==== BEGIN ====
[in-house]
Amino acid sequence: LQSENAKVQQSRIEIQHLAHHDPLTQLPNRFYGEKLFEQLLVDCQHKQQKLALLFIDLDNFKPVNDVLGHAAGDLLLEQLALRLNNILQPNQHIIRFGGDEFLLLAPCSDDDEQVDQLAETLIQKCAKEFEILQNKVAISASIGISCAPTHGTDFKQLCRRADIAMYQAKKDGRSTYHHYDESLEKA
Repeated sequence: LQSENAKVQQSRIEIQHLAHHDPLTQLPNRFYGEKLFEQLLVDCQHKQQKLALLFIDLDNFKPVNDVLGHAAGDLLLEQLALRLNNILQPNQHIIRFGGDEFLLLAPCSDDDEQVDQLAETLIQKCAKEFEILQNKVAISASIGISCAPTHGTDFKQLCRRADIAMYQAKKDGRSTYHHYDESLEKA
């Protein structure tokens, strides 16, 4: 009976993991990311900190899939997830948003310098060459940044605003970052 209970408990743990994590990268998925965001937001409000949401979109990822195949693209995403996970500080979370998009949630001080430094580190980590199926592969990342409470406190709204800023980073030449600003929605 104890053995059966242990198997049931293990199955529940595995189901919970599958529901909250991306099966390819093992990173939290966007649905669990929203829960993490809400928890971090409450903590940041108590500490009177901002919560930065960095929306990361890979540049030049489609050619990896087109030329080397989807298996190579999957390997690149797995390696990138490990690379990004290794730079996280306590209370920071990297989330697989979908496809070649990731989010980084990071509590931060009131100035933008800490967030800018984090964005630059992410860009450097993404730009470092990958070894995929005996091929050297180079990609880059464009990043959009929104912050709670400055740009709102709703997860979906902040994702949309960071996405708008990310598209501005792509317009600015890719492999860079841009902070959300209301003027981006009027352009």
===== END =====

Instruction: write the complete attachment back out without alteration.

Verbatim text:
[in-house]
Amino acid sequence: LQSENAKVQQSRIEIQHLAHHDPLTQLPNRFYGEKLFEQLLVDCQHKQQKLALLFIDLDNFKPVNDVLGHAAGDLLLEQLALRLNNILQPNQHIIRFGGDEFLLLAPCSDDDEQVDQLAETLIQKCAKEFEILQNKVAISASIGISCAPTHGTDFKQLCRRADIAMYQAKKDGRSTYHHYDESLEKA
Repeated sequence: LQSENAKVQQSRIEIQHLAHHDPLTQLPNRFYGEKLFEQLLVDCQHKQQKLALLFIDLDNFKPVNDVLGHAAGDLLLEQLALRLNNILQPNQHIIRFGGDEFLLLAPCSDDDEQVDQLAETLIQKCAKEFEILQNKVAISASIGISCAPTHGTDFKQLCRRADIAMYQAKKDGRSTYHHYDESLEKA
């Protein structure tokens, strides 16, 4: 009976993991990311900190899939997830948003310098060459940044605003970052 209970408990743990994590990268998925965001937001409000949401979109990822195949693209995403996970500080979370998009949630001080430094580190980590199926592969990342409470406190709204800023980073030449600003929605 104890053995059966242990198997049931293990199955529940595995189901919970599958529901909250991306099966390819093992990173939290966007649905669990929203829960993490809400928890971090409450903590940041108590500490009177901002919560930065960095929306990361890979540049030049489609050619990896087109030329080397989807298996190579999957390997690149797995390696990138490990690379990004290794730079996280306590209370920071990297989330697989979908496809070649990731989010980084990071509590931060009131100035933008800490967030800018984090964005630059992410860009450097993404730009470092990958070894995929005996091929050297180079990609880059464009990043959009929104912050709670400055740009709102709703997860979906902040994702949309960071996405708008990310598209501005792509317009600015890719492999860079841009902070959300209301003027981006009027352009």